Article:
“It is no illusion, and no, it has not ‘gone’- though few can see even a small part of it and none at all without the presence of a Seer, it is real enough:  it is a prophecy.  You saw it:  how did it speak to you?”

“I believe it cut across time.  I don’t know whether I was watching the present, the future or the past.  Is that an answer?”

“A part of an answer.”  Cassix acknowledges.  “The rest will come.”

“I must watch it again?”

“And again, and again and again.  Alanee, now do you see why I brought you to the City?  Do you see what the High Council has missed, what is so far above their heads both physically and conceptually they could never hope to understand?”

“No, Sire.”  Alanee is mystified.  She is sure any reasoning so obscure as to defeat the learned Councillors must be incomprehensible to her poor brain.

“No-one in the City has this gift; no-one attuned to Hasuga’s huge telepathic powers can follow me.  He is in my head now, wrenching, tearing at my inner vision.  You – you can resist that, give him the clear balance he needs and, as we both just witnessed, you have the gift of sight.  Alanee, you are my successor:  you are the next Seer.”

Alanee staggers, almost loses all sensation in her legs.  “Me?  Sire, I am honoured, but….”

“Please do not consider this an honour!”  Cassix’s voice rises.  “There is no honour in this!  There is a great task, a momentous task that comes upon us quick as thunder and neither of us has time to ponder it as we should.  You must accept it and meet it alone.

“The Continuum and Hasuga are associated – linked – one and the same.  I am certain of that.  He must be shown what it will do to the City, Alanee.  It is destruction and it is upon us!”

“Sire I cannot…”

“Don’t try to say no.  You have no choice.  Even from this lofty perch I see the cauldron stirred by those poor, frightened colleagues of mine.  They are not pleased with their new Hasuga, Alanee, and they are equally displeased with you.  Whereas they are compelled by Lore to suffer one, they can dispense with the other.”

Cassix’s voice now has a tired finality. His strength is failing.  “I knew when I first met you:  I knew you were the only possible way forward.  I had planned to take so much longer in training you, in showing you ways through The Lore to grow in your craft.  But Hasuga would not have it so, and my health is forfeit.  You must study the Lore for yourself and you will learn as he wants you to learn, which is how it should be.  Now go. Take the stones, for although you will not always need them you must keep them close to you.  I have to use what time remains to me to ensure your election.”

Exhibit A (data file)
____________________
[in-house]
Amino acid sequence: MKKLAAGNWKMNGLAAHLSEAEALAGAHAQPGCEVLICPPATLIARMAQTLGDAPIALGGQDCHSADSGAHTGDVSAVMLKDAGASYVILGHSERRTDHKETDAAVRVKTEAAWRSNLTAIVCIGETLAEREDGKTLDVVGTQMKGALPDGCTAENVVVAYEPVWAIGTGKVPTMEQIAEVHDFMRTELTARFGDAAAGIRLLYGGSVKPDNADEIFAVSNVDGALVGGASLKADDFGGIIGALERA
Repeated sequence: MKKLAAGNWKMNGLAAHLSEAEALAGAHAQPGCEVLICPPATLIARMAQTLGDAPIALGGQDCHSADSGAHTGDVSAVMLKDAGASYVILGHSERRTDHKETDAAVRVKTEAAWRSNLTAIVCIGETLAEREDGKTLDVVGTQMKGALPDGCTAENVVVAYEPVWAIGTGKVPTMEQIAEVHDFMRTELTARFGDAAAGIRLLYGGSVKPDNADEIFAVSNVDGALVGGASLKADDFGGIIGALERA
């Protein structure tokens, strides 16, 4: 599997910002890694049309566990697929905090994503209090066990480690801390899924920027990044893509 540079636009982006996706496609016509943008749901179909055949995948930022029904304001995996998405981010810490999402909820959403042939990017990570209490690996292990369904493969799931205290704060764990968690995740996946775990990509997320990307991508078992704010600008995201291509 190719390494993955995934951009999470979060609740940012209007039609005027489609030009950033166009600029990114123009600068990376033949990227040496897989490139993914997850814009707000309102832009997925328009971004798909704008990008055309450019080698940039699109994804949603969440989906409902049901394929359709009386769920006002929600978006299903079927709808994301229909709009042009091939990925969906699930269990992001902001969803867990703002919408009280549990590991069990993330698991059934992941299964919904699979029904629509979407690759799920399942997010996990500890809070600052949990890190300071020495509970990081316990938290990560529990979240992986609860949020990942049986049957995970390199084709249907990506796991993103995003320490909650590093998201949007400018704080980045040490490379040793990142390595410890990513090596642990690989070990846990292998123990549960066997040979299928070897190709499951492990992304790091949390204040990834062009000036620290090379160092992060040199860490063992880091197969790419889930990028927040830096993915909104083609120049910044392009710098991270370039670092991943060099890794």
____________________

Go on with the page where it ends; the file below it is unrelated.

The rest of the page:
She would stay, protest further, but one look at that ashen face is enough.  She quietly takes her leave, and with feet scarcely finding the treads and sometimes clinging to the rope that serves as a rail Alanee makes her way down from the sick-room in the sky.

“’Een un then?”  She passes the sentry without noticing, or smelling, his presence – back into the city.

Watching her pass, the sentry scratches himself reflectively, wondering what business so beautiful a woman can have with a sick old man in the early hours.  As she disappears into the bright maw of the Avenues he settles to his nocturnal routine, the pacing discipline which is all that will keep him awake through the watches of the cold hours.  A visitor on this shift is an event: at least now the stillness has returned and he can attune his ears once again to that distant music from the bazaar – music which always plays, no matter what the hour.  The night has not long to go, now.  There should be no more such interruptions.

But out there in the official residences and the resplendent salons of the High Councillors, Altor the Convenor is busy.  Behind the superficial calm a rising tumult; summoners buzzing; mighty heads stirring from their sleep.  Before much longer the sentry’s night will become very eventful indeed.

#

 “You have done what?”  The Domo’s face is purple with anger.  Actually it is also purple with expended effort; the protracted climb to the Watchtower is one he rarely makes, and then always with the assistance of two drabs.  He is not alone in his reaction.  The others present have also vented their disbelief.

“I have nominated the Lady Alanee as my successor to the office of Seer.”  Cassix has been propped up so he may face the assembled gathering, though he is so weak his head can hardly support itself.  “It is my duty and my right.”

“NO!”  Portis cries.  “Seer is an office of the High Council, for Habbach’s sake!  Sire, what on earth possesses you?”

For Trebec the climb has also been an arduous one, and now, in the presence of so many High councillors in so small a space, the heat is stifling.  “This is intolerable.”

“Really my Lord, why?”  Though weak, Cassix’s words command attention.  He has prepared for this battle.  “She alone among you can see The Continuum for what it truly is.”

“This Habmenach-forsaken bloody Continuum again!”  Such expressions of intolerance from the Domo are rare.  “You are not well, Cassix.  You realise we must question your mental state?”